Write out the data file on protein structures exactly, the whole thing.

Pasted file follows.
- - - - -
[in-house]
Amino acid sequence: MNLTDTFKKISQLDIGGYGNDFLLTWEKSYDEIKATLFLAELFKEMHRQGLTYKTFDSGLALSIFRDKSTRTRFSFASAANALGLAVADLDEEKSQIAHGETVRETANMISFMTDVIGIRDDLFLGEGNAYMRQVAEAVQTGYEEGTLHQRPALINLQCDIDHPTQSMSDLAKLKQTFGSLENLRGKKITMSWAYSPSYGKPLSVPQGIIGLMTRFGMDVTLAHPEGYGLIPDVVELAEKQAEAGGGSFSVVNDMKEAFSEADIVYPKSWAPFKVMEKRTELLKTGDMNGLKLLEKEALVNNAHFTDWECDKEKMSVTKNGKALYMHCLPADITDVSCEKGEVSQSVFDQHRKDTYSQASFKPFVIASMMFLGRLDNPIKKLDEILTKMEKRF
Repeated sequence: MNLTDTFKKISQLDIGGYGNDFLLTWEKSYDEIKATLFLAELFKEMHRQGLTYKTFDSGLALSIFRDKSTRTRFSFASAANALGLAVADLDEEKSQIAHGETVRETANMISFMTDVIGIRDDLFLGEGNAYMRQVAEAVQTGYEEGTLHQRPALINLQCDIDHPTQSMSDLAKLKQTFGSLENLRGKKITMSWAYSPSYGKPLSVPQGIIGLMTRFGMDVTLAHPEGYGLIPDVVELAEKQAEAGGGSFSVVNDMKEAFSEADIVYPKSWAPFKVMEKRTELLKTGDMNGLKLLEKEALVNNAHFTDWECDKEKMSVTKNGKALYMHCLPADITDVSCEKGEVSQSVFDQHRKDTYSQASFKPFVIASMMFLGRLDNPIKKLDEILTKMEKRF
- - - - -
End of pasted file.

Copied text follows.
[in-house]
Amino acid sequence: MNLTDTFKKISQLDIGGYGNDFLLTWEKSYDEIKATLFLAELFKEMHRQGLTYKTFDSGLALSIFRDKSTRTRFSFASAANALGLAVADLDEEKSQIAHGETVRETANMISFMTDVIGIRDDLFLGEGNAYMRQVAEAVQTGYEEGTLHQRPALINLQCDIDHPTQSMSDLAKLKQTFGSLENLRGKKITMSWAYSPSYGKPLSVPQGIIGLMTRFGMDVTLAHPEGYGLIPDVVELAEKQAEAGGGSFSVVNDMKEAFSEADIVYPKSWAPFKVMEKRTELLKTGDMNGLKLLEKEALVNNAHFTDWECDKEKMSVTKNGKALYMHCLPADITDVSCEKGEVSQSVFDQHRKDTYSQASFKPFVIASMMFLGRLDNPIKKLDEILTKMEKRF
Repeated sequence: MNLTDTFKKISQLDIGGYGNDFLLTWEKSYDEIKATLFLAELFKEMHRQGLTYKTFDSGLALSIFRDKSTRTRFSFASAANALGLAVADLDEEKSQIAHGETVRETANMISFMTDVIGIRDDLFLGEGNAYMRQVAEAVQTGYEEGTLHQRPALINLQCDIDHPTQSMSDLAKLKQTFGSLENLRGKKITMSWAYSPSYGKPLSVPQGIIGLMTRFGMDVTLAHPEGYGLIPDVVELAEKQAEAGGGSFSVVNDMKEAFSEADIVYPKSWAPFKVMEKRTELLKTGDMNGLKLLEKEALVNNAHFTDWECDKEKMSVTKNGKALYMHCLPADITDVSCEKGEVSQSVFDQHRKDTYSQASFKPFVIASMMFLGRLDNPIKKLDEILTKMEKRF